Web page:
Tutorial - How to evaluate the confidence in a percentage?
Percentage is one of the most common mathematical concept. At this time of world cup, a poll has been conducted to evaluate the football enthusiasm of the population of France. It appeared that 64% of surveyed people declared planning to watch the games and they were right (edit July 15th, 2018). This percentage has a confidence attached to it. The bigger the confidence, the more accurate the percentage and the more it can be generalized to the overall population. This confidence is seldom mentioned in the news. The goal of this tutorial is to show how to assess whether a percentage or a probability has been correctly estimated and how big the confidence interval is. Let’s use the example of the poll on football as an illustration.
Note: this is the blog version of the tutorial. If you want to reproduce the experiments, you can check the corresponding Jupyter Notebook.
The percentage of people planning to watch the football games is defined as the number of people planning to watch the games divided by the number of surveyed people.
What if only 10 persons would have been surveyed? Would you feel confident generalizing to the rest of the population of the country? To answer that question, several statistical tools can be used.
Bootstrapping consists in randomly sampling observations with replacement, that is, every person is surveyed independently from another and the probability of getting a certain answer does not affect the probability of the answers of the next surveyed persons.
Imagine 10 persons are in a room and 10 interviewers are waiting outside the room. The first interviewer enters the room, asks one person whether she plans to watch the games, and leaves the room. Then, the second interviewer repeats the same process without knowing who has answered the previous interviewer. And so on for the next 8 interviewers.
Once all ten interviewers have collected an answer, we can compute the percentage of interviewers who got a “yes”.
Question: is this percentage accurate?
No. To see it, we can repeat the full process several times and check the obtained results. Let’s do it 3 times:
50.0% of surveyed persons plan to watch the games.
60.0% of surveyed persons plan to watch the games.
We can observe that for a sample of only 10 persons, the percentage varies a lot. The challenge is to find out how many persons we need to survey to get a reliable percentage estimation.
Let’s repeat the experience 1,000 times for different sample sizes. On the Figure below, x axis is the number of surveyed persons (log scale), y axis is the percentage of people declaring they plan to watch the games, and the dots corresponds to the obtained result for each of the 1,000 trials.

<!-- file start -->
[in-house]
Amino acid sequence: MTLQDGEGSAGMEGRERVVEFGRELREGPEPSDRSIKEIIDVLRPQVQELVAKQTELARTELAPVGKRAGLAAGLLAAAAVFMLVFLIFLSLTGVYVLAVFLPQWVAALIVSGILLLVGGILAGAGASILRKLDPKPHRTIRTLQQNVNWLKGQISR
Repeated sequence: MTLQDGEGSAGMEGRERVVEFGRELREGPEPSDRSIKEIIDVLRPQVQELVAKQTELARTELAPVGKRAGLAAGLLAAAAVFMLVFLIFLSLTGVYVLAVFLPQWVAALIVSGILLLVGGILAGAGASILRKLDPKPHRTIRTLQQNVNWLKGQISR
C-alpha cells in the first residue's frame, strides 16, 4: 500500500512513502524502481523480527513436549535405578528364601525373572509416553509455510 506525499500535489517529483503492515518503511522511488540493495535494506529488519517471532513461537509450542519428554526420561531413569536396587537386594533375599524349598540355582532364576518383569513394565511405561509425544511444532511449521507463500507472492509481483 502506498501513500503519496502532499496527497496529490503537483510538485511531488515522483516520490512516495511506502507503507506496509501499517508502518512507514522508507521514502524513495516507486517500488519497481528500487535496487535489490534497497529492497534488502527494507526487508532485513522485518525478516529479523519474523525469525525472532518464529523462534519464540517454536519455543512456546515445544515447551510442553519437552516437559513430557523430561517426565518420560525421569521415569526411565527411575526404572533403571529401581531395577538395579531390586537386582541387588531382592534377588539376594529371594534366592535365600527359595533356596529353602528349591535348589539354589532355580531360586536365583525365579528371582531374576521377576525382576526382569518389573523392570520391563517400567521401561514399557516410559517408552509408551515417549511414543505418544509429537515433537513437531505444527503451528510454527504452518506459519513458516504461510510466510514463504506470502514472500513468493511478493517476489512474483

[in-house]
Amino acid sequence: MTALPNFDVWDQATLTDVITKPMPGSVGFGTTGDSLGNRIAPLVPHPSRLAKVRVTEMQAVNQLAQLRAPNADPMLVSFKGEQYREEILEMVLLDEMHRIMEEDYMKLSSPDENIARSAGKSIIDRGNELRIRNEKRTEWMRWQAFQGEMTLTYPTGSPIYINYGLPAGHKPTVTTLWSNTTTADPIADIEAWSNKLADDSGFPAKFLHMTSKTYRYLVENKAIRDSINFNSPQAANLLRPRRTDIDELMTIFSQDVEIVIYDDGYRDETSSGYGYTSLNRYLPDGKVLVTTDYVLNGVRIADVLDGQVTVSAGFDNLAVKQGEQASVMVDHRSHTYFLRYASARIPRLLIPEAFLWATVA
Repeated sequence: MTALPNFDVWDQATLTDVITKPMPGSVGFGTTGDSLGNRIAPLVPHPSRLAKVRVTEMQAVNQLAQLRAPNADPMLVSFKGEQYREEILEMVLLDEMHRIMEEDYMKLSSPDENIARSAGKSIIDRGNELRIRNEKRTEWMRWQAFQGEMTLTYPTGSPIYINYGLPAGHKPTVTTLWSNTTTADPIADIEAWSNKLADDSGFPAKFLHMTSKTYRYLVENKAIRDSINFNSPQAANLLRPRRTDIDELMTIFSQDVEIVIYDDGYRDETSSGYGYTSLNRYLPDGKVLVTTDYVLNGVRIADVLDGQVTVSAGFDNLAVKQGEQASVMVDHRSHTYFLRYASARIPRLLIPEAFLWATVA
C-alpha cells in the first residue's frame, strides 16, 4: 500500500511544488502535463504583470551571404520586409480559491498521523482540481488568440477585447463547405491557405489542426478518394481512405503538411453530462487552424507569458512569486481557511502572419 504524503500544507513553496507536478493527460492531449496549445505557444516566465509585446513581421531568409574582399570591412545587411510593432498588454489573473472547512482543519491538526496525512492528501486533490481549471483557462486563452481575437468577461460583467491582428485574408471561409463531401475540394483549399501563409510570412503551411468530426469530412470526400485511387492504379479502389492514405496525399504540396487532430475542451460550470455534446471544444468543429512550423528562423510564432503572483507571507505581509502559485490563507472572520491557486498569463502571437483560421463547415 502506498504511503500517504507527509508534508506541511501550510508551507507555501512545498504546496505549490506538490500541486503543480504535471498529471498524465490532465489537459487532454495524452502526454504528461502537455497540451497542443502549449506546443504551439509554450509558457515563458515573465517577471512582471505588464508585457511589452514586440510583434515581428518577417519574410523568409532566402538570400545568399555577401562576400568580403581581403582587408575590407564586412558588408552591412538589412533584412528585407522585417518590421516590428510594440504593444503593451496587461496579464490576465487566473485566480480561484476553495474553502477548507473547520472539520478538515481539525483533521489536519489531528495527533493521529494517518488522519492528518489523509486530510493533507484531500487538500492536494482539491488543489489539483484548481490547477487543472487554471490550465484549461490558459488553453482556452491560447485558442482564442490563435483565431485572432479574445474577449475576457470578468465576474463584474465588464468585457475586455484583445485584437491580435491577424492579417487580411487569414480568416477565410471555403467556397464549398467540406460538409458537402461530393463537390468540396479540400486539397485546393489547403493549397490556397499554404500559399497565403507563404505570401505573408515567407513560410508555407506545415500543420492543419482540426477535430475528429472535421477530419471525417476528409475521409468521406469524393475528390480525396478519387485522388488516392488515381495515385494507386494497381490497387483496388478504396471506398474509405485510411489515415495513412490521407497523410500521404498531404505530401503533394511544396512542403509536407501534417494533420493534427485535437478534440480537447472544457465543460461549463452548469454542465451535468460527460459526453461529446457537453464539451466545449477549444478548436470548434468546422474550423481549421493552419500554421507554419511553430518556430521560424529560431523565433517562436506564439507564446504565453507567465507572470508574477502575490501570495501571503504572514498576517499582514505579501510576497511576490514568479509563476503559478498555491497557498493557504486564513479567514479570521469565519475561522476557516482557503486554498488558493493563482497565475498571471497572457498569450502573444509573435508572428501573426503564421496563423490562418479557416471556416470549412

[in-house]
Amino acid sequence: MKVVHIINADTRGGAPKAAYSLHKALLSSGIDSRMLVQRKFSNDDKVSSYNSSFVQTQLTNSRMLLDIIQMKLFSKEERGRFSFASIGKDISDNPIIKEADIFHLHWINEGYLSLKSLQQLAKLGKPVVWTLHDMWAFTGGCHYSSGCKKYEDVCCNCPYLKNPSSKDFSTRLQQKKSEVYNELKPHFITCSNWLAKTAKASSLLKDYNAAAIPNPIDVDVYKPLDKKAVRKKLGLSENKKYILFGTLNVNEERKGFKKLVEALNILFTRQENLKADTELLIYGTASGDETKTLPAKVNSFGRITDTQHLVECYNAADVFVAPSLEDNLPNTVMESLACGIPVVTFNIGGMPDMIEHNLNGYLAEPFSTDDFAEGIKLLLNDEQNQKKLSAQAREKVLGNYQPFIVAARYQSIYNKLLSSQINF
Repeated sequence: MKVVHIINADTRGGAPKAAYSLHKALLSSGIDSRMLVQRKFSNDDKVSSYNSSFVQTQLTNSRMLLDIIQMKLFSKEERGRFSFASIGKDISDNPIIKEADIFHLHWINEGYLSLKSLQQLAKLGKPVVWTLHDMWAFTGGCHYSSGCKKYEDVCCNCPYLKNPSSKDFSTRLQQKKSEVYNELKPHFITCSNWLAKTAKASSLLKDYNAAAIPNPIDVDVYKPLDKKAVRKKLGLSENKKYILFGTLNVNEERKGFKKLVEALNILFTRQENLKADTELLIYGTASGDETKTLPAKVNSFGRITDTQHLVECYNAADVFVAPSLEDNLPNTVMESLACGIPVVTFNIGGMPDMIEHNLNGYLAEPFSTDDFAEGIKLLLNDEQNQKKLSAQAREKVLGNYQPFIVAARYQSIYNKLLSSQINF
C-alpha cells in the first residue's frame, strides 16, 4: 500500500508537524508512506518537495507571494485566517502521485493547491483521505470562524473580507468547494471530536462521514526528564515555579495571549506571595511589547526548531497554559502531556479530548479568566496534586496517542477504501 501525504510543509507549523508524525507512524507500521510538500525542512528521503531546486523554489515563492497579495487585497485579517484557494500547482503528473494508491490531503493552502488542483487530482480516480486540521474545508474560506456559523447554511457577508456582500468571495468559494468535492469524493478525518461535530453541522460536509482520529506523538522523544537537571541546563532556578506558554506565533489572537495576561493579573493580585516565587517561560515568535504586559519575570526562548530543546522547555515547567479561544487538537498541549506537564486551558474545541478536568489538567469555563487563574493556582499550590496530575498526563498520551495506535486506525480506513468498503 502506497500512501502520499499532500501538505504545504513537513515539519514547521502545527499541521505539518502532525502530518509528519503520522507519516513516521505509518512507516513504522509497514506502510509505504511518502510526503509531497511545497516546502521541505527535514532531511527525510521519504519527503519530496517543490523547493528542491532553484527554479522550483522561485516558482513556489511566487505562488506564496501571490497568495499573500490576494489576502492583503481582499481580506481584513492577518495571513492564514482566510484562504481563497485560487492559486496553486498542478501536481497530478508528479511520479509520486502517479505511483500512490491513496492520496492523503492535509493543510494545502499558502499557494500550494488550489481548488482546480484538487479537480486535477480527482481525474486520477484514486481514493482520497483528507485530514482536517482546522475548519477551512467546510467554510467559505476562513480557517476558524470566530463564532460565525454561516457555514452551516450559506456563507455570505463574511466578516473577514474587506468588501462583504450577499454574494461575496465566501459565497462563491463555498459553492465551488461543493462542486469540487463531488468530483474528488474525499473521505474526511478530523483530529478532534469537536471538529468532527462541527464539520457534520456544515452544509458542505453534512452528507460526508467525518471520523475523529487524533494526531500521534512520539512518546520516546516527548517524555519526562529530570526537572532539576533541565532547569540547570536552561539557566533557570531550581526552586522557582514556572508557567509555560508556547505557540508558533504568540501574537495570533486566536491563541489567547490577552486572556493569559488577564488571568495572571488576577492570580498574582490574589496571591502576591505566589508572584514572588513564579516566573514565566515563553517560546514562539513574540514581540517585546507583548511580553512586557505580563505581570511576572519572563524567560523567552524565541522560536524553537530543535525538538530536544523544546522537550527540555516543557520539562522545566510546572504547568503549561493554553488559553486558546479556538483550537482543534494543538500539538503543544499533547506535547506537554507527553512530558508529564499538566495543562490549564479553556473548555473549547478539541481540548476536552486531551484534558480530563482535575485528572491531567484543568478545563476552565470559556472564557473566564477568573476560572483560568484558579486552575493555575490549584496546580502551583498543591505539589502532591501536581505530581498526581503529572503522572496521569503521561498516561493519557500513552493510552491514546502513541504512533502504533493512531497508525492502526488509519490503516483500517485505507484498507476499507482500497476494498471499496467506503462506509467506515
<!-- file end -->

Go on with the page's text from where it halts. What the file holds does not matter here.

The figure above shows that the more we survey people, the more the percentage we obtain converge to 64.0%.
Question how can we assess the confidence in the estimation of a calculated percentage?
One option consists in computing the average percentage and the standard deviation for each number of surveyed persons. In the following plot, bars are twice the standard deviation, so that we get confidence intervals at a 95% precision level.
For 4 surveyed persons, the percentage of persons watching the games is 47.5 (± 56.8)%
For 8 surveyed persons, the percentage of persons watching the games is 52.5 (± 36.7)%
For 16 surveyed persons, the percentage of persons watching the games is 56.3 (± 26.8)%
For 32 surveyed persons, the percentage of persons watching the games is 62.8 (± 20.6)%
For 64 surveyed persons, the percentage of persons watching the games is 63.4 (± 9.6)%
For 128 surveyed persons, the percentage of persons watching the games is 64.0 (± 6.0)%
For 256 surveyed persons, the percentage of persons watching the games is 61.1 (± 4.9)%
For 512 surveyed persons, the percentage of persons watching the games is 63.5 (± 2.2)%
The binomial confidence interval
Bootstrapping is simple and intuitive but sampling is a pretty heavy process for evaluating a percentage.
Question: Is there a way to compute directly the confidence using the numbers of surveyed persons and the calculated percentage?
Of course, there is! This is called the binomial estimator.
The binomial estimator considers the problem the opposite way: how likely it is that the results of the survey are sampled from the percentage. Concretely, we know that 64% of french people plan to watch the games, how likely is it that in a sample of 100 persons, 64 of them are going to watch the football games?